AAfter scans are made, objects such as skulls and bones can be printed in 3D, allowing jurors to examine crucial evidence without being confronted with a real body. In the past, judges have often rejected evidence because they are too graphic for jury members.
And the technology is used to study the delicate bones of young children or babies often damaged post mortem, or to determine the exact point of impact of road collisions.
The team even discovered an area of bone cartilage in the throat that could help investigators determine if a victim had been strangled.
Chief Detective Chief Mark Payne, of the West Midlands Police, said, "By using cases in which we thought we were strangled, we were able to prove that this was not the case. that it was not the cause of death.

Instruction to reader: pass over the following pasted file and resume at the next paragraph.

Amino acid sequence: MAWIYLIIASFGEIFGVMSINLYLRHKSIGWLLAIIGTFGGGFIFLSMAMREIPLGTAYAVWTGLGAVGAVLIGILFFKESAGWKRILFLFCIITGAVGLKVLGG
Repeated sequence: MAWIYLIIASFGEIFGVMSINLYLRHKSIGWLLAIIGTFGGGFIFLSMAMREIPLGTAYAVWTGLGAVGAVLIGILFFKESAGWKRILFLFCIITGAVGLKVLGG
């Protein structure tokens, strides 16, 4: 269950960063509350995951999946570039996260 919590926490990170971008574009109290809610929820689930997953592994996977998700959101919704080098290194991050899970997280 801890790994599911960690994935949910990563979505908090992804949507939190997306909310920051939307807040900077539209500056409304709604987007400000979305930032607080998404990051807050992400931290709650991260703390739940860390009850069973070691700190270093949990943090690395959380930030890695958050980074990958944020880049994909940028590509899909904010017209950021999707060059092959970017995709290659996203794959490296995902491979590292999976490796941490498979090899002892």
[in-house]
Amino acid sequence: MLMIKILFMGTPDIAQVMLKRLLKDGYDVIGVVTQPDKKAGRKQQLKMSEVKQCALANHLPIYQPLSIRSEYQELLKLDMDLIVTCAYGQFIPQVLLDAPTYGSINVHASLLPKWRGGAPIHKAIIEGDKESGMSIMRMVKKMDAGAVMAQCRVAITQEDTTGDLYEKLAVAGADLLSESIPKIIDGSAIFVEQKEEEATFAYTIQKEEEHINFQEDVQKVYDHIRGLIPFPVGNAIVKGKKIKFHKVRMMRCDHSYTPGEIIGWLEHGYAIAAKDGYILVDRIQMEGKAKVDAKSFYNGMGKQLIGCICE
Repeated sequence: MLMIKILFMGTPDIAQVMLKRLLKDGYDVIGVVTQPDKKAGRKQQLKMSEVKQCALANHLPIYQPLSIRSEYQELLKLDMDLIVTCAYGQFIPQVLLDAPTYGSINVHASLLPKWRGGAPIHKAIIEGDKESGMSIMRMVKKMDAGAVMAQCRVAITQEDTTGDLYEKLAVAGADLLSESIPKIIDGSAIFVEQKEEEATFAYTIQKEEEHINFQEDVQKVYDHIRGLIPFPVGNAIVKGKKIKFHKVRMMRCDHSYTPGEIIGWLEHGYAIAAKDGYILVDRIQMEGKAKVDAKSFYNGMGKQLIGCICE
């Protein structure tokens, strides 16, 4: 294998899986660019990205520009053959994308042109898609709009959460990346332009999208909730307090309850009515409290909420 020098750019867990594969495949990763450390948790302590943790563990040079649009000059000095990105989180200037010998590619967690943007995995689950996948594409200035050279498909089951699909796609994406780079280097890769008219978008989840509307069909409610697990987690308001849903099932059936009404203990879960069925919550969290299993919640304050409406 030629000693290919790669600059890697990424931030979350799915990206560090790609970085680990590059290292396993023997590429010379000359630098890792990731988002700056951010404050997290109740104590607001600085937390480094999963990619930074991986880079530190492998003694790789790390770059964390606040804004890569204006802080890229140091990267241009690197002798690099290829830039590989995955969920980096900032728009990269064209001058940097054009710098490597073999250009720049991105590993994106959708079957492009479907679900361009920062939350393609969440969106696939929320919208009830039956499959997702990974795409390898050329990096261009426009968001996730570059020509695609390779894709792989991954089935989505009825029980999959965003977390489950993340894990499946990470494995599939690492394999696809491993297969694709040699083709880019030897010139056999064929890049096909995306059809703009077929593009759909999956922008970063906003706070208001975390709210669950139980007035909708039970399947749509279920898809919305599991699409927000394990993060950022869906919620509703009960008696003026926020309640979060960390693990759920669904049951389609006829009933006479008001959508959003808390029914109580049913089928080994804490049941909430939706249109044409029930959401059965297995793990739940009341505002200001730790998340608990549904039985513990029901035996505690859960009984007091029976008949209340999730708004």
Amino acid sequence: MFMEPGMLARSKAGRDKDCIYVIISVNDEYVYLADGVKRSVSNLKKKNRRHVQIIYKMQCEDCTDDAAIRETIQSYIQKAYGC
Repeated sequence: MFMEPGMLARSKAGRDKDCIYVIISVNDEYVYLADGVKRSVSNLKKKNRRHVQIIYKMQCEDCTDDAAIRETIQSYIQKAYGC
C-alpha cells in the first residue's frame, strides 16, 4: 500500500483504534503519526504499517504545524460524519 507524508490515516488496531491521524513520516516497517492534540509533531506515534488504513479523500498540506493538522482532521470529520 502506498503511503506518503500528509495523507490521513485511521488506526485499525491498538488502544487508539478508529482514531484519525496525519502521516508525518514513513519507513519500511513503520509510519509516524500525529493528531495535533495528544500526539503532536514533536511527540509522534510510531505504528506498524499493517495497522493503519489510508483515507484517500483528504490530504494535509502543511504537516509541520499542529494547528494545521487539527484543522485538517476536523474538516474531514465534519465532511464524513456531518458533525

"So you can imagine people dying for all kinds of reasons, often in unclear circumstances.
"If we can say categorically that the person who died was strangled and the force used was important, then it restricts the possibility for people to say that it was an accident or that it was a fight things that people can not take this way.
"That's why they have to either lie or raise their hands and say," I strangled that person. "
He said the new technology made it harder than ever for criminals to get away with murder.
"When I started investigating murders, I felt really bad on the ground, knocking on doors in search of witnesses," he added.
"Now that with all the science, it's getting harder and harder for people to get away with murder.
"We are incredibly good at solving the murders and the people who commit them are more likely than going to jail for the rest of our lives, which is good news for everyone."